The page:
Your Winter 2015 Fashion & Blogging Reading List!
Posted on 20 January 2015
The summer reading list is certainly a popular notion, but how about winter? To me, it’s even more of an ideal time to curl up under a blanked with a thick stack of shiny new books piled in front of you (or stored in your digital library; however you prefer), with the only issue being the inability to decide which of them you’ll read first! Below I’ve compiled a stealthy, varied list of recently published books that can both inspired and educate- enjoy!
A Beautiful Mess Photo Idea Book: 95 Inspiring Ideas for Photographing Your Friends, Your World, and Yourself
Elsie Larson and Emma Chapman are the sisters behind the DIY style blog A Beautiful Mess who bring a strong sense of whimsy, fun, and creativity to all that they do, and their latest book that focuses on photography is no exception. Including everything from backdrop and props ideas (and how to make them yourself) to lighting recommendations and how to take photos will jumping or getting blown around by the wind are super helpful, with the addition of new ways to challenge yourself if you feel like you’ve fallen into a rut of taking the same old kind of photos.
The world is changing, especially from a print and digital standpoint, so being a part of that shift, I found this book to be a great insight into gaining perspective on the history and sociological changes taking shape as a result of these mediums. The author, Brooke Erin Duffy, naturally includes a chapter that reflects and analyzes magazines bringing bloggers into the fold through networks, and a prediction of what the future may hold for “blogging culture.”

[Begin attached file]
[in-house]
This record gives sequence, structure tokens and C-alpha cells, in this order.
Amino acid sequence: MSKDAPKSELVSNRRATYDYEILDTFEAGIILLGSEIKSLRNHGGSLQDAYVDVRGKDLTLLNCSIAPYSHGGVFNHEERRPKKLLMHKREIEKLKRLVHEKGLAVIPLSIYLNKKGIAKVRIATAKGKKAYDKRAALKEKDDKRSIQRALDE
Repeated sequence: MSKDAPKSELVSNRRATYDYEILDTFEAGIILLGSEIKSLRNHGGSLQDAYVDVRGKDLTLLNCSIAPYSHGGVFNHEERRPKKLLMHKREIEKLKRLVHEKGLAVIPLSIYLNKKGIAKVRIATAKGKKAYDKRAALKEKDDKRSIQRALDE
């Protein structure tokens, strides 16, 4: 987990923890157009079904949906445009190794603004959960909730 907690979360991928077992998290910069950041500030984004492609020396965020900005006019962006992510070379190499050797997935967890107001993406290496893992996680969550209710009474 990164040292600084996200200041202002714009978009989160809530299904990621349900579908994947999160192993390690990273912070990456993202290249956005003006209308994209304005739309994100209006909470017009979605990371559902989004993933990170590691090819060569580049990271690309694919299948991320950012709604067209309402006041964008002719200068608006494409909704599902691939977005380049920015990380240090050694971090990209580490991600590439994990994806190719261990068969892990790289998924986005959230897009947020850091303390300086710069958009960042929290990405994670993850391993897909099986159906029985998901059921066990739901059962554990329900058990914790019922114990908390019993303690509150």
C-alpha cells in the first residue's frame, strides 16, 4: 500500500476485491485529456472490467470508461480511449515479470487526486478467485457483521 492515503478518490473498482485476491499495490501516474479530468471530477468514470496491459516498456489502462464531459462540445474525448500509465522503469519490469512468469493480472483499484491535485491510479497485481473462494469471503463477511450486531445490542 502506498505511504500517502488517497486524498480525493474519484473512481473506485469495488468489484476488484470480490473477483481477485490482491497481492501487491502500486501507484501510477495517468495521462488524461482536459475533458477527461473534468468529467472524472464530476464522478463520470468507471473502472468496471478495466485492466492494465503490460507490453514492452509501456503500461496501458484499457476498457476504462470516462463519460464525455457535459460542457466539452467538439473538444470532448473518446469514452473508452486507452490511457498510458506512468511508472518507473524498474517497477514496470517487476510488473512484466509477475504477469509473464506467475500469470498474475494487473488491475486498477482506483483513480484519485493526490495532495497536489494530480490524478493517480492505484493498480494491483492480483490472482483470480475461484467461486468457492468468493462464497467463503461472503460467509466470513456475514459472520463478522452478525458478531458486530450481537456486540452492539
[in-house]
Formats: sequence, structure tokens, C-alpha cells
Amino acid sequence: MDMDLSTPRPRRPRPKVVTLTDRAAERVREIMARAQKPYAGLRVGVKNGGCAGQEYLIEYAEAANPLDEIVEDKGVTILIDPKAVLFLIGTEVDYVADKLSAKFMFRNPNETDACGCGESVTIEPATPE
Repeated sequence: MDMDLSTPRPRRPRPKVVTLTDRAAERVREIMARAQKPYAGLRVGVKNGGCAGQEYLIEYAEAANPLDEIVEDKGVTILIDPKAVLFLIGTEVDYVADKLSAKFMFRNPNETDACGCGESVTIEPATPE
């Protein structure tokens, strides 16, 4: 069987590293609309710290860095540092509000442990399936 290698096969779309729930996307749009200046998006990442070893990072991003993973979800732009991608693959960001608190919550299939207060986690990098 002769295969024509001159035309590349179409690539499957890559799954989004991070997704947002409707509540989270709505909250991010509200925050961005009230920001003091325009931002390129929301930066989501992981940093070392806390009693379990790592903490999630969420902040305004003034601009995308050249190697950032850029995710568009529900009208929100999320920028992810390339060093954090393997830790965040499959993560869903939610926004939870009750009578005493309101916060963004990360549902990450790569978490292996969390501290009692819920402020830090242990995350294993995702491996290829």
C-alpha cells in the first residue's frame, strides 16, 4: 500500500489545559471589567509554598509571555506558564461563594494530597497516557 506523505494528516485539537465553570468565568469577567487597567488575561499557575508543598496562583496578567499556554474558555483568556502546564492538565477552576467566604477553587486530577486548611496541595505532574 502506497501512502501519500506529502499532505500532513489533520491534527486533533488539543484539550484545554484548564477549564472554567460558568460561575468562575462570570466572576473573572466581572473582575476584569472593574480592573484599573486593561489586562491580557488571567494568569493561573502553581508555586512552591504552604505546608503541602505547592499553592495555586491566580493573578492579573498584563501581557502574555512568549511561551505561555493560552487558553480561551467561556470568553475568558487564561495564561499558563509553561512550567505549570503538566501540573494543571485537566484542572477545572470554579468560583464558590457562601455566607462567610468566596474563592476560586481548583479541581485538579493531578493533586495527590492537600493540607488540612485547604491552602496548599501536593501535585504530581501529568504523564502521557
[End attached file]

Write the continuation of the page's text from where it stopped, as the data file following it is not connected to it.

I’m spent my entire career working in fashion, and without a doubt, can vouch for this book as being a refreshing guide to the business that breaks it down into categories such as “designers.” “editors,” “digital,” “stylists,” and “photographers,” in a manner that is down to earth, approachable, and realistically positive. I think the biggest value of it is not only getting to read first-hand about the functioning of the job itself, and what each person went through to get it (like a 25-page edit test), but learning more about the individuals who possess them — where they are from, what school they went to, how old they are, and the part of the job that inspires them most.
Both of these books came out toward the middle to end of 2014 and were written by Halston’s niece, Lesley Frowick, with the latter being an accompaniment to the exhibit of the same title at the Andy Warhol Museum. One of the best ways to get an insight into fashion and learn from it is through a biography of someone who was deeply immersed in it, and the story of Halston brings to the forefront glamour, glitz, and celebrity culture of the 1970s and 1980s. I found his story to unveil a unique look into his incredible collaborations, as well as a study in consumer behavior via the launch of the Halston III line in 1983, one of the first budget lines created for J.C.Penney that proved to be way ahead of its time, resulting in a harmful effect on his career.
As fashion bloggers, I feel that part of our job can be to find the new, the unusual, the innovative, and share that with our readership. I must admit that I’m a bit biased because I LOVE jewelry, but this book brings together a collection of images of jewelry that can inspire and elevate the appreciation for modern baubles. Non-traditional shapes and materials for jewelry abound in this book, accompanied by descriptions, explanations, and quotes from the artists, such as this one from Jacqueline L. Lillie, “The ultimate test with any piece of art is the impact that the piece has on the person looking at it, or in my case on the person wearing it. My work is very much a labor of love in which I have tried to meet the client’s urge for self-adornment and satisfy my own desire for poetry and elegance.”
Is there any recently published fashion and/or blogging books you’ve read and would like to add to the list?